Finally, when I was almost 50, after years of therapy and consideration, I chose to transition to male. Again, I did it more for comfort than out of a strong feeling of masculinity; I simply was miserable being female and being perceived as female. It didn't change a thing about who I am inside, but it did change how people react to me and interact with me. For one thing, I rarely encounter the projection of inadequacy anymore because people assume that as male, I must know what I'm doing. It freaks me out—I'm still me. But there is a sharp change to how people react to me.

And I find that I'm more aware of the ways in which people in the pagan movement—the one place where we'd think we'd all be safe from prejudice and rejection—treat one another. I certainly have no problem with a group who wants to meet along gender lines, as long as they don't force that onto others at a large public gathering. Moreover, I would like to see a lot more sensitivity to gender variant and sexually variant people in paganism, as was the case in the old pagan world. We certainly don't "choose" to be different; it's a function of being different and eventually choosing to express who we really are rather than hiding behind some mask.

If a male-to-female (MTF) transsexual tells you that she is female identified, please respect that. She's not trying to steal your genetic female magic thunder, she is truly struggling to cope with having been born in the wrong shaped body. She identifies as female because that's what she is, regardless of the secondary sexual characteristics that she loathes and find confusing. Similarly, if an FTM tells you he identifies as male, respect that because he genuinely feels he's not female no matter what his body may have looked like most of his life.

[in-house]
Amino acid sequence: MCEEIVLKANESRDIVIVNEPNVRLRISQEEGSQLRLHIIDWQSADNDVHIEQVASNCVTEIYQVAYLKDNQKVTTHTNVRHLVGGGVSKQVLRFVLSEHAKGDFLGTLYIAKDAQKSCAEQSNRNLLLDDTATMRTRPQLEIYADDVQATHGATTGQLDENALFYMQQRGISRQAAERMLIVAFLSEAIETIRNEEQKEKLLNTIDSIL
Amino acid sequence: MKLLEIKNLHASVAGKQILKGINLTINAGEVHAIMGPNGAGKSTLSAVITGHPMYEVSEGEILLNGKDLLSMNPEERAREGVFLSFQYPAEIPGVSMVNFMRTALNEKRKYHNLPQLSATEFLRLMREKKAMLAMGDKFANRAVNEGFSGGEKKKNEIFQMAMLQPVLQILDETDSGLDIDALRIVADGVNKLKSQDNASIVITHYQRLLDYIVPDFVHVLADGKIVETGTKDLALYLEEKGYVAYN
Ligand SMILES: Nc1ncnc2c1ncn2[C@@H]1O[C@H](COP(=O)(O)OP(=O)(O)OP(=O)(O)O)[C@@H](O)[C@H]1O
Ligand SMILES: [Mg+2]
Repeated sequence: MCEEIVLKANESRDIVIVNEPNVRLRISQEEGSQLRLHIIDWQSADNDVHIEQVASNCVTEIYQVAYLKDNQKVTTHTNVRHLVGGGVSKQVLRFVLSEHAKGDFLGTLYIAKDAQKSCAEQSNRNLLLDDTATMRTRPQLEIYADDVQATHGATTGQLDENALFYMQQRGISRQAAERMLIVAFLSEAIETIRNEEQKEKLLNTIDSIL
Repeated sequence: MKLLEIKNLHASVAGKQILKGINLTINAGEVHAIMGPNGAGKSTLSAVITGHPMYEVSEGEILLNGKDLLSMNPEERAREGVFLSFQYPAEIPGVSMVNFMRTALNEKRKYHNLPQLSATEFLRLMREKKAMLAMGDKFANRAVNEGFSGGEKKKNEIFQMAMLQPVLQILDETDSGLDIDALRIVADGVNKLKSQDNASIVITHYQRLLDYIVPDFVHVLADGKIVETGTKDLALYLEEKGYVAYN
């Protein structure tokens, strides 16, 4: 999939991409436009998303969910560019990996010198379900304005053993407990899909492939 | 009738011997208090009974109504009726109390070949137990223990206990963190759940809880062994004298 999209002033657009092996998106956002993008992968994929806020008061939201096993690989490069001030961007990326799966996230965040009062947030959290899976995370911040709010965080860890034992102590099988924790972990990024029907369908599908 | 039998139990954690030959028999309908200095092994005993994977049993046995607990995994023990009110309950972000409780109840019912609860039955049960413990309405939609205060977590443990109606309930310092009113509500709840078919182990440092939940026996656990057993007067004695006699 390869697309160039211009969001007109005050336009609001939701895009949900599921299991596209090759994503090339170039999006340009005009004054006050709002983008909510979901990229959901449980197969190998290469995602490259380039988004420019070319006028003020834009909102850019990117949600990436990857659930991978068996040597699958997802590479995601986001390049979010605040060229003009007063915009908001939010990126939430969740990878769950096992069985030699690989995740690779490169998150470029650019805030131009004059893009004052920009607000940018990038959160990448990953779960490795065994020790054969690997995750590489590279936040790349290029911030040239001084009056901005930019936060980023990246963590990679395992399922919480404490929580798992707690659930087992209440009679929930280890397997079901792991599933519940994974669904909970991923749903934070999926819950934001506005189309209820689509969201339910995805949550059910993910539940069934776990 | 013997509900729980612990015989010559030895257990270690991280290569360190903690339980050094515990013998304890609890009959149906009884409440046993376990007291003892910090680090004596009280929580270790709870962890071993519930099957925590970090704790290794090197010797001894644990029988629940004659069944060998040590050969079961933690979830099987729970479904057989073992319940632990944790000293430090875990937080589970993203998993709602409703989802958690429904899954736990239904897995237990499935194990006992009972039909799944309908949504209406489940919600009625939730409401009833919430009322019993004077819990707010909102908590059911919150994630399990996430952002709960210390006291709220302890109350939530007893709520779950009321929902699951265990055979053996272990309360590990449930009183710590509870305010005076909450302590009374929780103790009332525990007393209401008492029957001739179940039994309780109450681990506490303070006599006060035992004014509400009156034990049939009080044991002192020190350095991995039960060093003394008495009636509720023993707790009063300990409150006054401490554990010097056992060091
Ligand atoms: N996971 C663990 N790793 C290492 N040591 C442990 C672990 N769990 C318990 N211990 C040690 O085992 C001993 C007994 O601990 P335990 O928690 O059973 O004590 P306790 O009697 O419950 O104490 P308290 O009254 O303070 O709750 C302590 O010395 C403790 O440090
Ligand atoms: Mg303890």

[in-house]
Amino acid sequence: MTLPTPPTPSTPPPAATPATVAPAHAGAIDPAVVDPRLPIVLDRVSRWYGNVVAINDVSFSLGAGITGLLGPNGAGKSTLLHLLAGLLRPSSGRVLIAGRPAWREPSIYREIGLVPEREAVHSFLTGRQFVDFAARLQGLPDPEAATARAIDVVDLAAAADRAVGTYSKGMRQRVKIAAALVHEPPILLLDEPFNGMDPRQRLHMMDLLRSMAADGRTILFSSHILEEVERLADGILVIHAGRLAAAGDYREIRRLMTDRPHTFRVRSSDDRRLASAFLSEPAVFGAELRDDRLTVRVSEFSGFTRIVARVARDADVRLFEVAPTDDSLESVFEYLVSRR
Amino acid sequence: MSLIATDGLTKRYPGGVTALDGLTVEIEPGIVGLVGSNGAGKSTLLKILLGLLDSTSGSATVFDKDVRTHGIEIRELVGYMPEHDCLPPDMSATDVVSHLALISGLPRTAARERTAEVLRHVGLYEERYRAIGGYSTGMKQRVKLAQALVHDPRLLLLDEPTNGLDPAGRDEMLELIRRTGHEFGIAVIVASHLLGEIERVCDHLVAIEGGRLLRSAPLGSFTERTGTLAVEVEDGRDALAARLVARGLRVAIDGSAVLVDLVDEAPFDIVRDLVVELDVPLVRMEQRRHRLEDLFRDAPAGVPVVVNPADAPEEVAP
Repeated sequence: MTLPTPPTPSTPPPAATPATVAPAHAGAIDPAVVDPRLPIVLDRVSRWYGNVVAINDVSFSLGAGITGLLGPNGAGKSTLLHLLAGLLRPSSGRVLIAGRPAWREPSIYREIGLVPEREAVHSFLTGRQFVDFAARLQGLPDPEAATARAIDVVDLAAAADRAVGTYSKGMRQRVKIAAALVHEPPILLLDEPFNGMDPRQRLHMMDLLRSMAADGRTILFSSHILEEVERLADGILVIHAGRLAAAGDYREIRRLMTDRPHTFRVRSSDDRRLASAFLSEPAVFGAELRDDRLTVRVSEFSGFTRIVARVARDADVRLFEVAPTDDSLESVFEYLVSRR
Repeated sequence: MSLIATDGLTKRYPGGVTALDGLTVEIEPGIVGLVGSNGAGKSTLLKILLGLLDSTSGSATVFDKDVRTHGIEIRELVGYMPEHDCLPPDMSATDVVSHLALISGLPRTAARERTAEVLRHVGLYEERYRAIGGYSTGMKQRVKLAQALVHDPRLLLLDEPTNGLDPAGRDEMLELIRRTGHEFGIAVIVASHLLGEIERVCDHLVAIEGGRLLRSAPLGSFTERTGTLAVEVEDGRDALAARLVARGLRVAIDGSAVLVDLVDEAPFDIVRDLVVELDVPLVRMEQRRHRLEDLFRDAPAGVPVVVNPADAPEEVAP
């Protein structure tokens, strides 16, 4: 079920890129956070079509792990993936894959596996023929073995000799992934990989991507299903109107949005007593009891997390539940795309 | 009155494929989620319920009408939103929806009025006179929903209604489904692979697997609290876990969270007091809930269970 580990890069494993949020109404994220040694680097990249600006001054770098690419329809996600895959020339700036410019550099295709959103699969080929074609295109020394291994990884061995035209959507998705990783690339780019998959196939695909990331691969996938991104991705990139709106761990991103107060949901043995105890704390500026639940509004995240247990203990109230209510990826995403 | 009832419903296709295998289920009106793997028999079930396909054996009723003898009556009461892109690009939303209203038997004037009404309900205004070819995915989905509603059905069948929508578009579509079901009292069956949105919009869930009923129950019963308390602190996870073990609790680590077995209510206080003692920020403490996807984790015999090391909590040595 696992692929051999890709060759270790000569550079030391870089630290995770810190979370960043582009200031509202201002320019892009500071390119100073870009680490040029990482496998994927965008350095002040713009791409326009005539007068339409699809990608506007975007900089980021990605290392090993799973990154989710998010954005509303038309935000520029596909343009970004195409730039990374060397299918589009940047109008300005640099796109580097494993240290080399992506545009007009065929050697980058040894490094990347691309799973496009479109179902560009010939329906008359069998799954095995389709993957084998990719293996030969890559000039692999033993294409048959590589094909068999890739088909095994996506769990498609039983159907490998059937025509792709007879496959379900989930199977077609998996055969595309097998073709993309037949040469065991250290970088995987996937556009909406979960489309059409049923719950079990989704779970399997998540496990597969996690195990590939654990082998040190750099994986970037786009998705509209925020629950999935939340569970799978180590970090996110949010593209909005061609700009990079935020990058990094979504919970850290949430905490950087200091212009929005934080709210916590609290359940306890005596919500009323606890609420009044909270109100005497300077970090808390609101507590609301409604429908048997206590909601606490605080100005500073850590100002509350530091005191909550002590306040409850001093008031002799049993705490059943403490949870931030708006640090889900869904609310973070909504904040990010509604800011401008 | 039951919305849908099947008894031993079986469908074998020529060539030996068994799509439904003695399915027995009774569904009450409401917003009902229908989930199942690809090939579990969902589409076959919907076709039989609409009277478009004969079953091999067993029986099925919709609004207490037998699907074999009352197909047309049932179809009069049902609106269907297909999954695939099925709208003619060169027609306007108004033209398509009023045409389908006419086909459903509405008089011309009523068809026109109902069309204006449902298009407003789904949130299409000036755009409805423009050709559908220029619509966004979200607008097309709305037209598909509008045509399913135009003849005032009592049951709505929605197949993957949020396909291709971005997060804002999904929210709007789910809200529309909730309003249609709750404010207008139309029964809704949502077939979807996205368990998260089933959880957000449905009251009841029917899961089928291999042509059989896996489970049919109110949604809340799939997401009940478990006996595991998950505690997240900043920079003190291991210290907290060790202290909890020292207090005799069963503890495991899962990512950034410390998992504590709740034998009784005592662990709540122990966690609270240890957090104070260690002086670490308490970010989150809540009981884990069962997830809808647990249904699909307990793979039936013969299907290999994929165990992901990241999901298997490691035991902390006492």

Transitioning doesn't change out experiences, though, and I remain an ardent feminist. But I've also grown beyond that, toward seeking equality for all people. I find it incomprehensible when people reject my help or fellowship because I'm not the same color, or religion, or sex, or ethnic group, or whatever that they are. It is especially ugly when they try to tell me I cannot comprehend their experience of being treated with prejudice. Really? They should walk a mile in my shoes and then revisit that statement.

I know from my own experience that other women have been hurt by the long struggle for equality and consideration in our Western culture. Some need to work only with other women because the damage runs deep. But we need to open our hearts a bit and realize we're not the only people who have been hurt, and begin to reach across the artificial lines we've drawn to others who are hurting too. Only then can we begin to heal.